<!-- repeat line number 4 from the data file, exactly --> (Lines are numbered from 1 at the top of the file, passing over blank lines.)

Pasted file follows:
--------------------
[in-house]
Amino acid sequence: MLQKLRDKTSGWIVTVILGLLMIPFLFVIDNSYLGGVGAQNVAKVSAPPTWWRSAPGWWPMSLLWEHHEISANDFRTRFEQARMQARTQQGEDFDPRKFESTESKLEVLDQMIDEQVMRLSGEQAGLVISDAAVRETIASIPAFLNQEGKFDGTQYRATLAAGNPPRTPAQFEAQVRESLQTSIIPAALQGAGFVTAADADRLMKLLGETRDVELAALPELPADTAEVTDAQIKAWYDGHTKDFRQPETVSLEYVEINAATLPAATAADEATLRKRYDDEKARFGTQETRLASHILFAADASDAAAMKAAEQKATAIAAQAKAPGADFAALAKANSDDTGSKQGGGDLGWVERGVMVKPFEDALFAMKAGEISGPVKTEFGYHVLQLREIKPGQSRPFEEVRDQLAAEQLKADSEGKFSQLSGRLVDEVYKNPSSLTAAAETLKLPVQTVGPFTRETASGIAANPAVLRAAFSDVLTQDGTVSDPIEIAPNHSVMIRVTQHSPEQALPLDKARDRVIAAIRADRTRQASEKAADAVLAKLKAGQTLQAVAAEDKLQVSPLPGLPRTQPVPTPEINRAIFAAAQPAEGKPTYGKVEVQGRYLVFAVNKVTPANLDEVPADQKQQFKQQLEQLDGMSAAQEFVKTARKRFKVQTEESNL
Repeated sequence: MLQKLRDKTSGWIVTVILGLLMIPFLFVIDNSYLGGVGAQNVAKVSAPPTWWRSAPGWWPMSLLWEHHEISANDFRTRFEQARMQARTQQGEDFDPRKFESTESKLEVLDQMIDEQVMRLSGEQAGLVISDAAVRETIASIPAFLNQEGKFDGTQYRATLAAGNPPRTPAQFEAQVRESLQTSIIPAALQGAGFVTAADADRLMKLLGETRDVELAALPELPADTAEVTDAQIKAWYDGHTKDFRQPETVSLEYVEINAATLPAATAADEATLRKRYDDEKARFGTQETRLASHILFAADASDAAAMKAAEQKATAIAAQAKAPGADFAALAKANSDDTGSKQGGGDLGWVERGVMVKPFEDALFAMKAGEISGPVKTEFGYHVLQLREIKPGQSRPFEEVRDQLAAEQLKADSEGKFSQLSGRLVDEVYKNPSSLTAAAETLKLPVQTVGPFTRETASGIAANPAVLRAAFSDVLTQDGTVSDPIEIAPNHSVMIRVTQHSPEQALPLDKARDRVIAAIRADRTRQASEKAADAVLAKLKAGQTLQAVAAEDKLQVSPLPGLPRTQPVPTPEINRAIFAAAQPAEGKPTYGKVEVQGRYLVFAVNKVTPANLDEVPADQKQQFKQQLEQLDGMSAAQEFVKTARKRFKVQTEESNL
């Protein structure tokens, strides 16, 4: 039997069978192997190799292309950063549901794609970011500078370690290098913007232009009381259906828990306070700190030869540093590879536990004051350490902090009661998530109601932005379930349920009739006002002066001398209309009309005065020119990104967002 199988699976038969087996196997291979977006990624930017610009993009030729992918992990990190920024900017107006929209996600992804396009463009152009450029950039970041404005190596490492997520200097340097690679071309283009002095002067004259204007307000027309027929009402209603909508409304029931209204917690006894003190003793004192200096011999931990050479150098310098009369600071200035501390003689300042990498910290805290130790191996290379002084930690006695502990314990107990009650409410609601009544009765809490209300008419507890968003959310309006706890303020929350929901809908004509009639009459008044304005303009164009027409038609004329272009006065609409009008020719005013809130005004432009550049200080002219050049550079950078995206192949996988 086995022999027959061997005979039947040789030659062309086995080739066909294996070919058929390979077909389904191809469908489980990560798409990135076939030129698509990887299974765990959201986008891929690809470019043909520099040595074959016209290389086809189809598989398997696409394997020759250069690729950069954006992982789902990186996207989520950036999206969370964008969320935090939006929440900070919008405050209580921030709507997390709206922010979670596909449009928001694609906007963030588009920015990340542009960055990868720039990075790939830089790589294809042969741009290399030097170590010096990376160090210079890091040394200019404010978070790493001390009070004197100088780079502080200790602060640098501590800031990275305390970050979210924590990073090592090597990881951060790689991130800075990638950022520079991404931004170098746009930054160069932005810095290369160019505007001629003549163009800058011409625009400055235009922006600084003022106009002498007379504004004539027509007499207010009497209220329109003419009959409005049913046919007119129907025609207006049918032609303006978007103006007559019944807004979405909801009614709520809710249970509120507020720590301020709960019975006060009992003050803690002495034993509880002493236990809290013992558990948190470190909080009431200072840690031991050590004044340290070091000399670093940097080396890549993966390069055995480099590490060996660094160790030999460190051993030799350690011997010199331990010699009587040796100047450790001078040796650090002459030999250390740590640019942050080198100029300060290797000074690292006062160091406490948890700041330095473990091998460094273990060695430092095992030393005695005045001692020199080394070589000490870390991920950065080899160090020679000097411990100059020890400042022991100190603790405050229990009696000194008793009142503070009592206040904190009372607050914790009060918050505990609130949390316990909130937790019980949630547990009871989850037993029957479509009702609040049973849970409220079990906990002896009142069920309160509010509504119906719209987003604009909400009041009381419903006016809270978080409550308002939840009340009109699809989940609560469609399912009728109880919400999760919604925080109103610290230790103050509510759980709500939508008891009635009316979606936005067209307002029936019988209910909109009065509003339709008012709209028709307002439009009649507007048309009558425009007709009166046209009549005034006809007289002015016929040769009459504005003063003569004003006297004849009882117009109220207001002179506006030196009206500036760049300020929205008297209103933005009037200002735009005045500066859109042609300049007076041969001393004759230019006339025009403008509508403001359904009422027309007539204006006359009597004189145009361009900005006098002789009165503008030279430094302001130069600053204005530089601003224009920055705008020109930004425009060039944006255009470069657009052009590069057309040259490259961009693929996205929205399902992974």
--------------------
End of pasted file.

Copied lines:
């Protein structure tokens, strides 16, 4: 039997069978192997190799292309950063549901794609970011500078370690290098913007232009009381259906828990306070700190030869540093590879536990004051350490902090009661998530109601932005379930349920009739006002002066001398209309009309005065020119990104967002 199988699976038969087996196997291979977006990624930017610009993009030729992918992990990190920024900017107006929209996600992804396009463009152009450029950039970041404005190596490492997520200097340097690679071309283009002095002067004259204007307000027309027929009402209603909508409304029931209204917690006894003190003793004192200096011999931990050479150098310098009369600071200035501390003689300042990498910290805290130790191996290379002084930690006695502990314990107990009650409410609601009544009765809490209300008419507890968003959310309006706890303020929350929901809908004509009639009459008044304005303009164009027409038609004329272009006065609409009008020719005013809130005004432009550049200080002219050049550079950078995206192949996988 086995022999027959061997005979039947040789030659062309086995080739066909294996070919058929390979077909389904191809469908489980990560798409990135076939030129698509990887299974765990959201986008891929690809470019043909520099040595074959016209290389086809189809598989398997696409394997020759250069690729950069954006992982789902990186996207989520950036999206969370964008969320935090939006929440900070919008405050209580921030709507997390709206922010979670596909449009928001694609906007963030588009920015990340542009960055990868720039990075790939830089790589294809042969741009290399030097170590010096990376160090210079890091040394200019404010978070790493001390009070004197100088780079502080200790602060640098501590800031990275305390970050979210924590990073090592090597990881951060790689991130800075990638950022520079991404931004170098746009930054160069932005810095290369160019505007001629003549163009800058011409625009400055235009922006600084003022106009002498007379504004004539027509007499207010009497209220329109003419009959409005049913046919007119129907025609207006049918032609303006978007103006007559019944807004979405909801009614709520809710249970509120507020720590301020709960019975006060009992003050803690002495034993509880002493236990809290013992558990948190470190909080009431200072840690031991050590004044340290070091000399670093940097080396890549993966390069055995480099590490060996660094160790030999460190051993030799350690011997010199331990010699009587040796100047450790001078040796650090002459030999250390740590640019942050080198100029300060290797000074690292006062160091406490948890700041330095473990091998460094273990060695430092095992030393005695005045001692020199080394070589000490870390991920950065080899160090020679000097411990100059020890400042022991100190603790405050229990009696000194008793009142503070009592206040904190009372607050914790009060918050505990609130949390316990909130937790019980949630547990009871989850037993029957479509009702609040049973849970409220079990906990002896009142069920309160509010509504119906719209987003604009909400009041009381419903006016809270978080409550308002939840009340009109699809989940609560469609399912009728109880919400999760919604925080109103610290230790103050509510759980709500939508008891009635009316979606936005067209307002029936019988209910909109009065509003339709008012709209028709307002439009009649507007048309009558425009007709009166046209009549005034006809007289002015016929040769009459504005003063003569004003006297004849009882117009109220207001002179506006030196009206500036760049300020929205008297209103933005009037200002735009005045500066859109042609300049007076041969001393004759230019006339025009403008509508403001359904009422027309007539204006006359009597004189145009361009900005006098002789009165503008030279430094302001130069600053204005530089601003224009920055705008020109930004425009060039944006255009470069657009052009590069057309040259490259961009693929996205929205399902992974």